Rob: I think the hardest thing to deal with is managing your time and finding a way to be consistent. For me… organization and structure in your blog and in your posts whether it be timing, or a certain subject, or a certain review that needs to go out at a certain time. It could be a festival lineup because we all know when festival season is each year. There’s a lot of things that you gotta think about that you want your fans to get because as a music lover I know what information I would want to get out there. Basically the hardest part is two things. Staying on the ball with information and putting it to them consistently in a format that they can easily and quickly read. You don’t have a lot of people’s time and attention for very long. So you have to give them what they want in a paragraph or two or a statement or two. That’s one of the first thing I learned from John Gotty at the Smoking Section. He taught me that you could go crazy with it; writing an essay about a song or 20 pages about an album. We could probably do it if a professor asked us to because it’d be a cool project! But as far as getting someone else to read that, realistically no one has the time. So being able to succinctly give you the information that you want and need, that’s tough. For example, John had one of his writers do an album review on the new Daft Punk in 100 words or less. You’ve got to check that out. It is so on point for being two sentences.
QE: I definitely will. OK, shifting gears, what’s the best way for an artist/band to get posted about in a music blog?
Rob: I’ll be honest with this answer. Relationships mean everything. That’s one thing I hate about people’s answers about how did you get this or get that. People don’t start out with that. If you know people, you can get places. So if you happen to KNOW one of our writers, it may help you. It may not help you get posted. There have been numerous posts that Kelly (Hite) has sent me saying “Hey this person sent me this. I liked it. So check it out.” Great. Well guess what. I’m at least going to check that out because Kelly mentioned versus an email that comes in. I have 20,000 emails in my inbox. So being able to differentiate yourself in about 60 characters. Basically, your subject line. That’s the tough part. Now do I go through every email? Probably not. I just don’t have time for it. So a lot of it is luck of the draw too. That’s an answer you will NOT get from people. It’s luck of the draw, relationships, and then being able to impress someone in that email via name recognition without being overly excessive, in a respectful manner. And also, putting your content out there in an organized fashion. For instance, having your artwork for each single? Mandatory. Having a soundcloud. Mandatory. You don’t have to put out each single on YouTube. If you want to, so be it. I discourage it. More blogs are functional and able to pick up your post if it’s soundcloud. There are aggregators that only see soundcloud embeds.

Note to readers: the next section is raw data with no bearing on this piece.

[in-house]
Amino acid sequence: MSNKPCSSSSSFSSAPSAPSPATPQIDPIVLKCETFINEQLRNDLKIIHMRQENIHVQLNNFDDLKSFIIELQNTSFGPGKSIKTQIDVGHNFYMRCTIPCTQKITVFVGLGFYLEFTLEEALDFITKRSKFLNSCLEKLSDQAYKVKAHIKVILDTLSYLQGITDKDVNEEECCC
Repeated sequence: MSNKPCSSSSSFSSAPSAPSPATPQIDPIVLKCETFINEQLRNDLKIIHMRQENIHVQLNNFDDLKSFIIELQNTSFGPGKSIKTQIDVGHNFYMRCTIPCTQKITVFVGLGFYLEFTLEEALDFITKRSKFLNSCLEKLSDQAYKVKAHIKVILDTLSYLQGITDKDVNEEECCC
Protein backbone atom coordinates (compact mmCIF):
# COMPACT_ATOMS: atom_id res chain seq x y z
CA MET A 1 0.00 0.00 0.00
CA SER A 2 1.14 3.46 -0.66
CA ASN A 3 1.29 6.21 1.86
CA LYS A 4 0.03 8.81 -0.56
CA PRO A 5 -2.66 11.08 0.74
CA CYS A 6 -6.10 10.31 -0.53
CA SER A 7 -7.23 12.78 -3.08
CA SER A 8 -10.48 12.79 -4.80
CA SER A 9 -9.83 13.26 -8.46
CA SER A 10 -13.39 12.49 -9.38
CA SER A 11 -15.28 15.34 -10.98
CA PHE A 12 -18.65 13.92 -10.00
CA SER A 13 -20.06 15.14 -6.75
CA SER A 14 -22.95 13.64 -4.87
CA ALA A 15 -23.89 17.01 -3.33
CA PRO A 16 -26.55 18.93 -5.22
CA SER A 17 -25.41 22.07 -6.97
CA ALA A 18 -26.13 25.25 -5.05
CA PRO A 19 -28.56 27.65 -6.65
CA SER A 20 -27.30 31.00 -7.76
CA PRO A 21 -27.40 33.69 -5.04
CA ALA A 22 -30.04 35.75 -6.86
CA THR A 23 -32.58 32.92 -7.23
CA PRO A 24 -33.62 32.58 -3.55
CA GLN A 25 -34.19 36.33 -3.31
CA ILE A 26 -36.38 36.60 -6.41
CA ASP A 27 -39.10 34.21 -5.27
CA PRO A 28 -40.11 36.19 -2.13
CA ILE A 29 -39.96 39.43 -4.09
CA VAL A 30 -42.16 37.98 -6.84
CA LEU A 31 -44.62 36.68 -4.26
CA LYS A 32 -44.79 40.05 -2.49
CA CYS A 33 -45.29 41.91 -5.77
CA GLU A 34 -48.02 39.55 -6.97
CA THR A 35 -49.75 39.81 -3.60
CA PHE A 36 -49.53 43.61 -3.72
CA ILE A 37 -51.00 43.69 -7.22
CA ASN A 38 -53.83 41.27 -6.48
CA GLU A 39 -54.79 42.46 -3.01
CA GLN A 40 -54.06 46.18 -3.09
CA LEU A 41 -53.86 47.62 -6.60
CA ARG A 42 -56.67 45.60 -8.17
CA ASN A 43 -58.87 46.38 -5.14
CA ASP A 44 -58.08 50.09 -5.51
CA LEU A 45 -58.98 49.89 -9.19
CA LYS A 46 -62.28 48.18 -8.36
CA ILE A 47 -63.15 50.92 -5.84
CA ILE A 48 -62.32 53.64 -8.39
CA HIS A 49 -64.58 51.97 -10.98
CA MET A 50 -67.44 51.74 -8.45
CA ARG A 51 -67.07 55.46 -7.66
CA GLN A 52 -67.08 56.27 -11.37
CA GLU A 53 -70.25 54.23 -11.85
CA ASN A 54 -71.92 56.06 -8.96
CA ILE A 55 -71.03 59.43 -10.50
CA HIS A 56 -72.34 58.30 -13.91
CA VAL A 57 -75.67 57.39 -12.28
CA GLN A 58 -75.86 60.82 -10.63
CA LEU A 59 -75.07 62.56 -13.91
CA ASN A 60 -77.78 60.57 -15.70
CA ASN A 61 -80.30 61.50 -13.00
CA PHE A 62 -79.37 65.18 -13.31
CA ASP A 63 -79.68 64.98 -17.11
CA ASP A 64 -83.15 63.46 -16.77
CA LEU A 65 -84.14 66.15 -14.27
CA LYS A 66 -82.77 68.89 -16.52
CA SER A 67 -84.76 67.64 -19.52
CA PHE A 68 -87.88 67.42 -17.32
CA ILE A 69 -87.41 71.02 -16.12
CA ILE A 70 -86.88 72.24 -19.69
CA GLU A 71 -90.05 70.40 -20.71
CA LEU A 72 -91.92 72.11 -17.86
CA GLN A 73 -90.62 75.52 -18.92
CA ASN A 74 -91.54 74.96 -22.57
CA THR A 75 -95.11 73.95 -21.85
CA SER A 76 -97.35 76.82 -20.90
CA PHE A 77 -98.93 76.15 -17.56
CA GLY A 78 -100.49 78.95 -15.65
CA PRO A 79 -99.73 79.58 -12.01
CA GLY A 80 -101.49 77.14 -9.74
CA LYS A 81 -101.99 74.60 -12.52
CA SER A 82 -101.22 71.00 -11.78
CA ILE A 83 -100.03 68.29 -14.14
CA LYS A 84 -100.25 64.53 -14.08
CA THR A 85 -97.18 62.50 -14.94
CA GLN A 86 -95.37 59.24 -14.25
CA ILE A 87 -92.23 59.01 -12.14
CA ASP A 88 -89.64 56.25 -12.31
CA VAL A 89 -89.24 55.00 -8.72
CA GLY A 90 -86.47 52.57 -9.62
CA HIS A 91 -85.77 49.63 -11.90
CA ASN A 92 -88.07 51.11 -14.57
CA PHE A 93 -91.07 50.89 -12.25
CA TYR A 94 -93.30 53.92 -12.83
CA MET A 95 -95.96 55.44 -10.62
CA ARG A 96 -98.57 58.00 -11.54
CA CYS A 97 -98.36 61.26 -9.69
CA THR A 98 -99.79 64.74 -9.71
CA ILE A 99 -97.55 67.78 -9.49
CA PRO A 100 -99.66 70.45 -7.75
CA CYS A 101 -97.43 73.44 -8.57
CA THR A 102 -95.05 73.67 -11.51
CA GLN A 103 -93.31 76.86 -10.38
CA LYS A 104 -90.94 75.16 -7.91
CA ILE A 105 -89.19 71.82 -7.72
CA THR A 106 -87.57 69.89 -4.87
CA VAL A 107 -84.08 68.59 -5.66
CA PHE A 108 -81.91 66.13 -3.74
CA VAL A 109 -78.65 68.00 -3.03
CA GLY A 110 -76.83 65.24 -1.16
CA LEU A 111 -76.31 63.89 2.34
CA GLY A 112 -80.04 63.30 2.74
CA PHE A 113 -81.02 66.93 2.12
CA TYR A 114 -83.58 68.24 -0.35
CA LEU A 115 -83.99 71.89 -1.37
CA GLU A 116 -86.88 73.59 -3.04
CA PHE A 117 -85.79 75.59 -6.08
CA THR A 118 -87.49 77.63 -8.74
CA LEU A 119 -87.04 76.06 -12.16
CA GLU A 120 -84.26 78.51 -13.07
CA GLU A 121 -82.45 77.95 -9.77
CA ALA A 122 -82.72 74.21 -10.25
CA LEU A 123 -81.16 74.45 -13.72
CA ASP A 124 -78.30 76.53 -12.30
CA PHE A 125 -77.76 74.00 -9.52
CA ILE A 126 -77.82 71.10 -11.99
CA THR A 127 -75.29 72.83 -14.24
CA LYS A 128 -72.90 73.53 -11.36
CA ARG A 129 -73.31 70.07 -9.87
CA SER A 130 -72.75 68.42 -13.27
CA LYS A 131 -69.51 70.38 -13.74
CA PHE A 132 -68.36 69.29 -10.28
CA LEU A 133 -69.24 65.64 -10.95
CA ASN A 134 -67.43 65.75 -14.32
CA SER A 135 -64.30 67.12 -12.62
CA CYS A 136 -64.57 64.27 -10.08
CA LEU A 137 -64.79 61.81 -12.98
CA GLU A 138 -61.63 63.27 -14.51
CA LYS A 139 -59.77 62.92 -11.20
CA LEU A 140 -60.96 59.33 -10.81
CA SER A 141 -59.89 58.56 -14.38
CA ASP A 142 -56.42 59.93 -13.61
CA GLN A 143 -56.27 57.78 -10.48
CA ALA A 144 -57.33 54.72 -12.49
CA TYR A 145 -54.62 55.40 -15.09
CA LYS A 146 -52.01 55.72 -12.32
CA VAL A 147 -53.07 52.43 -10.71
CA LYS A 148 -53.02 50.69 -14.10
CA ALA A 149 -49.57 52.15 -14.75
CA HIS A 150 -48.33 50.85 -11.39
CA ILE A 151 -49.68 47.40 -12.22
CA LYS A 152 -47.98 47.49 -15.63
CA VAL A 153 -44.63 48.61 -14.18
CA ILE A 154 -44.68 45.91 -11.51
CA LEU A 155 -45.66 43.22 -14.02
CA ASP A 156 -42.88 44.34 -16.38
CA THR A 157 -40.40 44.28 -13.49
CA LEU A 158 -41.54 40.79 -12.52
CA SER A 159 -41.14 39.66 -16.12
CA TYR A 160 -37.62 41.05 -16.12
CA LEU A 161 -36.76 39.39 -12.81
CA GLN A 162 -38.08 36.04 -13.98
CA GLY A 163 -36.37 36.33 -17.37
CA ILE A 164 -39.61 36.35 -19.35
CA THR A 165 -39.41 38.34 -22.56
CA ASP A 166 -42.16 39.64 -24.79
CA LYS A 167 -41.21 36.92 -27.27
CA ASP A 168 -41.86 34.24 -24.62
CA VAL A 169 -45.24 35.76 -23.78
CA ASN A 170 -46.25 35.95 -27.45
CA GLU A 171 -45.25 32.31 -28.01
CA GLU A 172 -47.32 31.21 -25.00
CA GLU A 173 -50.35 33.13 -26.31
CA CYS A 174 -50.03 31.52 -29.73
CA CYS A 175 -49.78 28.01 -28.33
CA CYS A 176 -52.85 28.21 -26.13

OK, now you may continue!
This is why the EDM culture has blown up so fast. They were the first ones to realize and tap into the momentum that soundcloud can offer as far as people sharing your post and then getting put on a blog. Whether it’s hypem.com or elbo.ws, they all read Soundcloud and Bandcamp embeds. They don’t tell you that. We don’t tell you that, but those are the facts. So that’s one of the number one rules for me. Album artwork, Soundcloud, YouTube, Bandcamp links. Have your links organized to where people can get to them if they want to. Sometimes, you’ll listen to a single or see a video from an artist and then you want to hear more because all of us want to know “What else did they do? Is that it?” I think that’s the main thing; Just being able to put it in a presentable format. Hiring a publicist may be another tip in this answer. Recognition and relationships. There are publicists that you can hire that can get you farther than everyone else based on their company and relationships. If you hire them, you tap into all of their relationships. You saved yourself years and years of getting to know these bloggers because they already do. That’s the role of the publicist. Everyone who is serious about their career and has good content should have one that’s been int he game for a long time.
QE: What are some things that you wish more bands/musicians were doing?